Who’s Ready for Vine 2?!

Tanvi Siddhaye, Staff Writer

Six second videos are taking over the internet. If you take a look at kids opening up their phones on Instagram or YouTube, you are likely to see a wide grin take over their face as they are most likely watching a vine. In case you have not heard, vines are six second bursts of art consisting of people making jokes, pranking others, or just doing wildly outrageous things, like kicking rubber chickens around, wearing Spiderman suits, and much more. Vines were originally posted on an app called Vine, which closed down last year. Even though the original platform of Vine is dead, vines are living on stronger than ever

Vine closed down mainly because “Instagram swallowed it,” as New York Times put it. Once Instagram added its video feature, vines were shared through seemingly every platform but Vine, as it lived through Instagram videos, YouTube, and Facebook. While Instagram stole views from the app, the stars of vine moved their way onto YouTube to make money from a much more stable source, New York Times explains. Viners were not monetized through vine, according to Daily Cal News, so YouTube was a more stable income source for a lot of Viners. We still see this today, as popular viners like Jake Paul, Liza Koshy, and more have launched their way into YouTube careers from Vine.

As Vine is still very much alive through other social media platforms than itself, there is talk of a Vine 2. In February, Dom Hofmann, the creator of vine, officially announced that he is going to release an app called Vine 2. There is not much known about the app yet, but the uncertainty from Vine creators is very clear. King Bach, once the number one creator on vine, tweeted, “Vine 2? What?? But I was having so much fun in retirement.” Of course, the former king of vine could be kidding, but Vine 2 is being met with a lot of uncertainty from lots of other viners as well.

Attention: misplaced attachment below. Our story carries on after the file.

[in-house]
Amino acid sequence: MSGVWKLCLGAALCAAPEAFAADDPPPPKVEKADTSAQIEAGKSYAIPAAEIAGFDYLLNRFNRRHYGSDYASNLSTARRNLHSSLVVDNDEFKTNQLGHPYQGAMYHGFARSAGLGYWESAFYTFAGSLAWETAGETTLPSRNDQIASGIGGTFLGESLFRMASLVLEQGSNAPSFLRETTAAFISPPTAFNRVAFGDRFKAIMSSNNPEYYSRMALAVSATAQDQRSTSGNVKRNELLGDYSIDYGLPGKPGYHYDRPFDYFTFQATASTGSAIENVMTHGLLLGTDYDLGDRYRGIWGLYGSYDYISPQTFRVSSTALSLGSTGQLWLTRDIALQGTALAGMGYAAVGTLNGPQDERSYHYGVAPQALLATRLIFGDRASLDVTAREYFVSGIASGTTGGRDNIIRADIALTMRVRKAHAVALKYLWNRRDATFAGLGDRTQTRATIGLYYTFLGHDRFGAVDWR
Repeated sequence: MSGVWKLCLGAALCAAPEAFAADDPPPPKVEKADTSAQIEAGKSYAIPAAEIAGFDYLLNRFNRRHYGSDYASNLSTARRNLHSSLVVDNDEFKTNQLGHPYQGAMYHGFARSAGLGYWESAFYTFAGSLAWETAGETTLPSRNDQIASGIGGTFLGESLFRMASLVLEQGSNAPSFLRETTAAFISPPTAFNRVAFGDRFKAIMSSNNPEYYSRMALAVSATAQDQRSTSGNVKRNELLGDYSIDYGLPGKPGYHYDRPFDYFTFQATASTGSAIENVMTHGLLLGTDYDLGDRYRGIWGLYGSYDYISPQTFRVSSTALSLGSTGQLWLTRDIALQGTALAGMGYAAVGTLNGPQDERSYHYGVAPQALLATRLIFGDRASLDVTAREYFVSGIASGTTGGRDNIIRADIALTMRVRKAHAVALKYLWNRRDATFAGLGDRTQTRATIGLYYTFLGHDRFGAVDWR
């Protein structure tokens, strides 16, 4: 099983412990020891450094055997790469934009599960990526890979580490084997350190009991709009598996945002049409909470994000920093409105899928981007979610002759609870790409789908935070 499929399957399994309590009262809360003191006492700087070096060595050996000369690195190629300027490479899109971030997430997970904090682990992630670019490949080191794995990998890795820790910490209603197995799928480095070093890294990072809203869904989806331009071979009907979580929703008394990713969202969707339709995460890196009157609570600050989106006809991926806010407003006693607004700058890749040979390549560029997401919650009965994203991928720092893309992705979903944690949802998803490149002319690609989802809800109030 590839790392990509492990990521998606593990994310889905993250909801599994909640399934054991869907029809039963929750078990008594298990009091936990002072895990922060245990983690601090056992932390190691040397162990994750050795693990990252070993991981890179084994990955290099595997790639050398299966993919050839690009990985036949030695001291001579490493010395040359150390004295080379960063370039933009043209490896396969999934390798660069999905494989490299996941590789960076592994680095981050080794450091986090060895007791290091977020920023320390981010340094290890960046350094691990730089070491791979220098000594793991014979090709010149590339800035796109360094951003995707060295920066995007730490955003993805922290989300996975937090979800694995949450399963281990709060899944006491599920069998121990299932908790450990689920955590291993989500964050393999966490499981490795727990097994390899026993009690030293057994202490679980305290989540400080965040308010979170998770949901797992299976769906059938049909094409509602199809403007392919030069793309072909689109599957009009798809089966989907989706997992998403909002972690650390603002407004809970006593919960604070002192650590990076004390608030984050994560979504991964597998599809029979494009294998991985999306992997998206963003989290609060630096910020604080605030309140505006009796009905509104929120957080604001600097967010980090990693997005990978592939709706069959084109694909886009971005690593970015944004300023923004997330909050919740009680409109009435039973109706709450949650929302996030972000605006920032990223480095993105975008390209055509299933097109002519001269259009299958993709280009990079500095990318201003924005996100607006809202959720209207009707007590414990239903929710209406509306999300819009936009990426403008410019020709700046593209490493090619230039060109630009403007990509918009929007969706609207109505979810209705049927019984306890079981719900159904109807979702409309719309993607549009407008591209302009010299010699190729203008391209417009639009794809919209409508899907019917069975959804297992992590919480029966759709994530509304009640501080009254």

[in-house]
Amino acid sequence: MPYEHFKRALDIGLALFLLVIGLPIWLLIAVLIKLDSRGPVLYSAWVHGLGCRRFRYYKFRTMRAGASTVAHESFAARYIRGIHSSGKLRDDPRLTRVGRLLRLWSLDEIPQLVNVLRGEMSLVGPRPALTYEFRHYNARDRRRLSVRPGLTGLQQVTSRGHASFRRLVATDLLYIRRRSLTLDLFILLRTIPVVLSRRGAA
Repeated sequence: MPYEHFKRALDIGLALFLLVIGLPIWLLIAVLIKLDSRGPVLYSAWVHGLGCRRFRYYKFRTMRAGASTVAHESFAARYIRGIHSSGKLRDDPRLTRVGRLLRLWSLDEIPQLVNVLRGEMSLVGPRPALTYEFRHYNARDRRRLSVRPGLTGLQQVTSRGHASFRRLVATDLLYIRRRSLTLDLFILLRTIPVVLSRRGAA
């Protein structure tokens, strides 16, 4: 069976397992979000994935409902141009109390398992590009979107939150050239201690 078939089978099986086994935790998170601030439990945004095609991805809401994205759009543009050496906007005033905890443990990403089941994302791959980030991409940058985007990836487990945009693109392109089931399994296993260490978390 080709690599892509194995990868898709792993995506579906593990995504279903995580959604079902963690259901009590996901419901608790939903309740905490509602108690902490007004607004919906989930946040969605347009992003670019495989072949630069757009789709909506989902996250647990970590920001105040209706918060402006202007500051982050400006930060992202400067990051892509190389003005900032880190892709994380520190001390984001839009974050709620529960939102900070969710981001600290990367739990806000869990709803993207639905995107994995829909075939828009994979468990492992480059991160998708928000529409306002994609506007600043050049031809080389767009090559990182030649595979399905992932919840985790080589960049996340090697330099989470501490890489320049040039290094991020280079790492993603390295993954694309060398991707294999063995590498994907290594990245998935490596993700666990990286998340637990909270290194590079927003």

According to Tech Crunch, Vine 2 is reaching out to former viners to establish ties with content creators in order to ensure their commitment to the platform. Vine 2 will also be stricter about copyrighted materials in videos, reflecting the actions of YouTube, a very popular and successful video website. This will ensure that people will not take the credit for other people’s work. Creators that have moved from vine to YouTube now reap the benefits of switching to a popular monetized platform, so it will take work to convince them to go for Vine 2, the app hopes to take back some of its creators as well as its views.

Regardless of how successful or popular Vine 2 becomes, vines have proved to be a strong and resilient form of entertainment that have transcended the boundaries of social media platforms.  Even though some might find them stupid and unnecessary, vines are truly works of art that we have the ability to interpret and appreciate.